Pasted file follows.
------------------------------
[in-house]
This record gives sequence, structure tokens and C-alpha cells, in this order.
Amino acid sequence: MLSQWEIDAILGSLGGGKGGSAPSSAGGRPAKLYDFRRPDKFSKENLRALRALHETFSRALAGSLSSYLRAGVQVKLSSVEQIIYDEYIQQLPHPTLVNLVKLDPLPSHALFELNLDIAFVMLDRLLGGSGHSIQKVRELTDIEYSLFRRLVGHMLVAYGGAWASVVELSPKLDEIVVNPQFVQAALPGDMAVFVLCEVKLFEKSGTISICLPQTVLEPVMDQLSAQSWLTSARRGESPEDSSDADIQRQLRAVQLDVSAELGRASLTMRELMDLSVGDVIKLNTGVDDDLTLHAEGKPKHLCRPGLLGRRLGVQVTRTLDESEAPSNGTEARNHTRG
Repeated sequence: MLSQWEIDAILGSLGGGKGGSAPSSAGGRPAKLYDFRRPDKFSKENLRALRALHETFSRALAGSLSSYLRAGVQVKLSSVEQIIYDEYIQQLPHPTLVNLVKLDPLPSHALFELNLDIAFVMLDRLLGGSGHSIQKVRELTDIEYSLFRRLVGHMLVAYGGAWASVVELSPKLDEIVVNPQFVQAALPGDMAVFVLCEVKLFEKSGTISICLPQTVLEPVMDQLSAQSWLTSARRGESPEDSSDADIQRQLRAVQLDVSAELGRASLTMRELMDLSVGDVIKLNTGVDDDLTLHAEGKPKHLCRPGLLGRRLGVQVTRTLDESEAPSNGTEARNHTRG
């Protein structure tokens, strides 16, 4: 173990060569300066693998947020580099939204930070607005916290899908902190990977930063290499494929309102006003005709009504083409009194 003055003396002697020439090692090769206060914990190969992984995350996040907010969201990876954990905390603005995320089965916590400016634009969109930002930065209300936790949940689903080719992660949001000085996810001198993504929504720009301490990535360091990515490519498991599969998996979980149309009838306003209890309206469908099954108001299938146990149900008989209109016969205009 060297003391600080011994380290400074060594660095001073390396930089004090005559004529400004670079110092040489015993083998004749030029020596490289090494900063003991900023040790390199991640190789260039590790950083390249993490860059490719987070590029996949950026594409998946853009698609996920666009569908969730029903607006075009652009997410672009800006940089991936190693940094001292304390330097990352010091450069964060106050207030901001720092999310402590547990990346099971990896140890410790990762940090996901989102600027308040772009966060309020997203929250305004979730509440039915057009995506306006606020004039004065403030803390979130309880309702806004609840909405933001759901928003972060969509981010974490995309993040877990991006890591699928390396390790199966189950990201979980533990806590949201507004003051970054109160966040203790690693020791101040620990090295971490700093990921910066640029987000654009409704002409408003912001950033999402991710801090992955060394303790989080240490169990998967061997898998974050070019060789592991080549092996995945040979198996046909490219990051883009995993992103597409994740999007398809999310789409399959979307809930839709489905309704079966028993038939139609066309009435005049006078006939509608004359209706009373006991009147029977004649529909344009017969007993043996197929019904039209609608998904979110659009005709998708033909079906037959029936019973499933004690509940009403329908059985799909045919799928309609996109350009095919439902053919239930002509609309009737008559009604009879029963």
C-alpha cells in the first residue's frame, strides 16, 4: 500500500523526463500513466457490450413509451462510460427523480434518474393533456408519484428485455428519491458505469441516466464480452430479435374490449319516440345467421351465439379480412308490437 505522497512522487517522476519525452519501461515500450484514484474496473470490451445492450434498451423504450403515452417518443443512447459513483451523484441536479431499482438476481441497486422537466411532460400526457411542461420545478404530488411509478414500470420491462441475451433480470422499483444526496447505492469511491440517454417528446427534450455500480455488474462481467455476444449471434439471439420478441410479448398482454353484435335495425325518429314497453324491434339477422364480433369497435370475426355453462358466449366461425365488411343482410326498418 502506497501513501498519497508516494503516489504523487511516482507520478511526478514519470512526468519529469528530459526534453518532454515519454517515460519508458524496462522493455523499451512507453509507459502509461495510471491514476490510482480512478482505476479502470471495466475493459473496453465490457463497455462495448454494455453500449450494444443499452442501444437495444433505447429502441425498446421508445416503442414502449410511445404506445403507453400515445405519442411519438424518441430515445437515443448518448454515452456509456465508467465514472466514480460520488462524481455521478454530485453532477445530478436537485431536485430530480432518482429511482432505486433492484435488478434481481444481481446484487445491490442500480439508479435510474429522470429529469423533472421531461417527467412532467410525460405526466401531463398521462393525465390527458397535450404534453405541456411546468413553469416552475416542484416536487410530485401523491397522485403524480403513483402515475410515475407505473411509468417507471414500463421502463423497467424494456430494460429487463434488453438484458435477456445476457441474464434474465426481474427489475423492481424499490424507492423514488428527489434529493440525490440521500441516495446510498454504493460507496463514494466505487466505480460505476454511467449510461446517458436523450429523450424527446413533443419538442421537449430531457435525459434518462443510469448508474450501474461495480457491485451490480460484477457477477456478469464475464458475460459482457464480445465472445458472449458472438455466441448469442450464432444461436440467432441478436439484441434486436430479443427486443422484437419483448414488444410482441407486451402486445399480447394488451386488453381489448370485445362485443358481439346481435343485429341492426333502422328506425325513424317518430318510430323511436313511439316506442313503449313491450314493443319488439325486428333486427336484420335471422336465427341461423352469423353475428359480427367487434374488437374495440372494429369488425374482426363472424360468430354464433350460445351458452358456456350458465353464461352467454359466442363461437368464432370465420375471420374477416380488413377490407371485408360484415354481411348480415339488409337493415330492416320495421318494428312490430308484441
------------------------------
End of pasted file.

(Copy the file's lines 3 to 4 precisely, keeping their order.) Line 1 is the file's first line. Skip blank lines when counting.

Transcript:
Amino acid sequence: MLSQWEIDAILGSLGGGKGGSAPSSAGGRPAKLYDFRRPDKFSKENLRALRALHETFSRALAGSLSSYLRAGVQVKLSSVEQIIYDEYIQQLPHPTLVNLVKLDPLPSHALFELNLDIAFVMLDRLLGGSGHSIQKVRELTDIEYSLFRRLVGHMLVAYGGAWASVVELSPKLDEIVVNPQFVQAALPGDMAVFVLCEVKLFEKSGTISICLPQTVLEPVMDQLSAQSWLTSARRGESPEDSSDADIQRQLRAVQLDVSAELGRASLTMRELMDLSVGDVIKLNTGVDDDLTLHAEGKPKHLCRPGLLGRRLGVQVTRTLDESEAPSNGTEARNHTRG
Repeated sequence: MLSQWEIDAILGSLGGGKGGSAPSSAGGRPAKLYDFRRPDKFSKENLRALRALHETFSRALAGSLSSYLRAGVQVKLSSVEQIIYDEYIQQLPHPTLVNLVKLDPLPSHALFELNLDIAFVMLDRLLGGSGHSIQKVRELTDIEYSLFRRLVGHMLVAYGGAWASVVELSPKLDEIVVNPQFVQAALPGDMAVFVLCEVKLFEKSGTISICLPQTVLEPVMDQLSAQSWLTSARRGESPEDSSDADIQRQLRAVQLDVSAELGRASLTMRELMDLSVGDVIKLNTGVDDDLTLHAEGKPKHLCRPGLLGRRLGVQVTRTLDESEAPSNGTEARNHTRG